The sub-head read: Over 50 HR leaders call SHRM’s policy “out of step” with top U.S. employers on paid family leave. So, just as Taylor wants to step out into a much brighter advocacy spotlight, his organization is criticized as out of step for its support of Workflex in the 21st Century Act.

The group critical of SHRM, known as Paid Leave for the United States, or PL+US, wants SHRM to drop its support of the Workflex Act and instead get behind Sen. Kirsten Gillibrand’s FAMILY Act.

Said Alice Vichaita, head of global benefits at Pinterest, in the June 20 press release: “I’m proud to join my HR colleagues in calling on SHRM to re-evaluate its support of the Workflex in the 21st Century Act. This policy isn’t good for working families or a working business. It’s time we put working families first.”

Added Annie Sartor, PL+US’ workplace program director, “Their advocacy highlights just how out of touch they are with their membership and industry trends.”

My Workforce colleague Andie Burjek wrote about the Workflex Act during the conference, and it’s unfortunate that PL+US waited until the waning moments of the final day to publicly address their opposition. We would have gladly spoken to their representatives during SHRM18.

This also is different than past groups critical of SHRM. The one, of course, that most readily comes to mind is the SHRM Members for Transparency, which called for reform within the organization versus addressing external HR policy stances.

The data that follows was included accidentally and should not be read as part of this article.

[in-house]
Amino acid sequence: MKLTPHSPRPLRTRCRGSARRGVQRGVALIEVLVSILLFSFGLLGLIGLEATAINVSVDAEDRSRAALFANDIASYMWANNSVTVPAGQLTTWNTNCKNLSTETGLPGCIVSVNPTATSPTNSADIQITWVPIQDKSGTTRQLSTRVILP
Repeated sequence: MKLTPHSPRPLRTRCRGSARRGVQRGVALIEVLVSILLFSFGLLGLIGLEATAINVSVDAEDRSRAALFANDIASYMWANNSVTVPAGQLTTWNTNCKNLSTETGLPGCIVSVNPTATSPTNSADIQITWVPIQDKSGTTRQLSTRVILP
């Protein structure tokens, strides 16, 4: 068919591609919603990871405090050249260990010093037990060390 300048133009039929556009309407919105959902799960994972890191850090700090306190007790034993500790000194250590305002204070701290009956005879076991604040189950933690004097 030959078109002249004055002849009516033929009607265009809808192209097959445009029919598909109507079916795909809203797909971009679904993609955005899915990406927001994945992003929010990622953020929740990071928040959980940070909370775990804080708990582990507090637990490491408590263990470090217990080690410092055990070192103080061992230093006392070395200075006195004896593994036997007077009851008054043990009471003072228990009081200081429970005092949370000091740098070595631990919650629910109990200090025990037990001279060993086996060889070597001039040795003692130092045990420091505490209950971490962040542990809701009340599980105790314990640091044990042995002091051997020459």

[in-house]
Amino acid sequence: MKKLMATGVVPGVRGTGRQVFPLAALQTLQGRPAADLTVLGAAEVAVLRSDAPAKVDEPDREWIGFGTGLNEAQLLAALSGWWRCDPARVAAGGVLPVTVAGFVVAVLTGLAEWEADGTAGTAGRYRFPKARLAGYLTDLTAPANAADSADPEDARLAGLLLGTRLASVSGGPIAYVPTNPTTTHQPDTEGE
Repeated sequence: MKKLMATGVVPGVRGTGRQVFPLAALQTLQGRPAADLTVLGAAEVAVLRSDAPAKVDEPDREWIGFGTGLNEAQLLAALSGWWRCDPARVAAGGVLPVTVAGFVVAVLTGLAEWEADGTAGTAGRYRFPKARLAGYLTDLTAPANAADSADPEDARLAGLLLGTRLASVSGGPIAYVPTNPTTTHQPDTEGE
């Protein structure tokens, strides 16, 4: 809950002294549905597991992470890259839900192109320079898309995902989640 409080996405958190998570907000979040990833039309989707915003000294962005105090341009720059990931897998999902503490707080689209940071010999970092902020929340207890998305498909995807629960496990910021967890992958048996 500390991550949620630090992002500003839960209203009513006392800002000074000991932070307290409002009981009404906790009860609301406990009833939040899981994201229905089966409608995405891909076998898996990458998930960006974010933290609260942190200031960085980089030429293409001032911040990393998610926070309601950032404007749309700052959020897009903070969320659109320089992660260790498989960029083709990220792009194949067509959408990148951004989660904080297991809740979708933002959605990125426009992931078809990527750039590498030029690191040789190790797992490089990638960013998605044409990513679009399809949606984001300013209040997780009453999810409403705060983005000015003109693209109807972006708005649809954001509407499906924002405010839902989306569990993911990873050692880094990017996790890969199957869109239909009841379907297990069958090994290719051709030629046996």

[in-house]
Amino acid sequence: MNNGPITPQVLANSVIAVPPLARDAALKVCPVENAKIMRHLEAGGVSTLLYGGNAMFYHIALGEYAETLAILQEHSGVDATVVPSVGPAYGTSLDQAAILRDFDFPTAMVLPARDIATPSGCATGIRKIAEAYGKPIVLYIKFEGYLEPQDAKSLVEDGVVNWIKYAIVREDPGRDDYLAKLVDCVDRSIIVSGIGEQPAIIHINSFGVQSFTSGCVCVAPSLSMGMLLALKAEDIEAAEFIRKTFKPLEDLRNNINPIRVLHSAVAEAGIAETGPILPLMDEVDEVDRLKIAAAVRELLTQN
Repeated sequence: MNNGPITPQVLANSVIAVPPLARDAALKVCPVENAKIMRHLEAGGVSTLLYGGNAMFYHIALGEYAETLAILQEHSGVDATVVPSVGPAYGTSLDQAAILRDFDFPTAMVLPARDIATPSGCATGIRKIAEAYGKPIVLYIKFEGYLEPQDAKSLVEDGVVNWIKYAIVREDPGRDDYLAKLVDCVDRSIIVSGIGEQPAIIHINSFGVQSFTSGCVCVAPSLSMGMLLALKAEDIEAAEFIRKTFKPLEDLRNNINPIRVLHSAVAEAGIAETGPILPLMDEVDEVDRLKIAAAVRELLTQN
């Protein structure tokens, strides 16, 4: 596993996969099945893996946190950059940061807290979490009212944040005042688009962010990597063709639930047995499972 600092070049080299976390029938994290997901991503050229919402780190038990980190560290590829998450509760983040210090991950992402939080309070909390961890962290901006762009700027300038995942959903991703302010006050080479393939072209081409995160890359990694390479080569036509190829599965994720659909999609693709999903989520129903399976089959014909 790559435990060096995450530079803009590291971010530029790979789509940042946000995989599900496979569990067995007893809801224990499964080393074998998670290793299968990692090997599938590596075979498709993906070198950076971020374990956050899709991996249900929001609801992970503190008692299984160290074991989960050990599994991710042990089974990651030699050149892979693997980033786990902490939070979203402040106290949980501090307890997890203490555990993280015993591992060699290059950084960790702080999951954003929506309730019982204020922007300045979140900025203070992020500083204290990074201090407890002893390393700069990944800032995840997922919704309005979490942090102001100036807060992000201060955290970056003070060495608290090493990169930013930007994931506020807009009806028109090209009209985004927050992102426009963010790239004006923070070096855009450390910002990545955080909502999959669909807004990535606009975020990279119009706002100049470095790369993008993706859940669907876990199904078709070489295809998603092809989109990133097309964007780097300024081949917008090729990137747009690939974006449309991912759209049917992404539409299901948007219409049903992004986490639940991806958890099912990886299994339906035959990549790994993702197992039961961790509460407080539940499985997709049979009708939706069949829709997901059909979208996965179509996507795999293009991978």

PL+US is making a play to sway HR policy discussions from outside the 70-year-old organization. I find that to be a very healthy and productive conversation.

Because if Johnny Taylor is a man of his word – and the jury is still out on that one for me after his obfuscation about an alleged meeting with HR Certification Institute leaders that never took place – and truly wants to elevate the HR profession then he will be the type of leader willing to listen to factions within the organization’s membership.

“The HR profession involves risk,” he said. “You have to know and accept certain obligations. That’s where we have to get.”

I think that goes for SHRM as well. The association has often been isolated and insulated against outside influences and opinions. That’s certainly within their right.

And for what it’s worth, I recognize that SHRM largely advocates for employer-friendly legislation, and the bill pushed by PL+US feels much more employee-centric. Still, this is a golden opportunity at the outset of Taylor’s run as SHRM CEO to be the inclusive leader willing to hear out his HR constituency.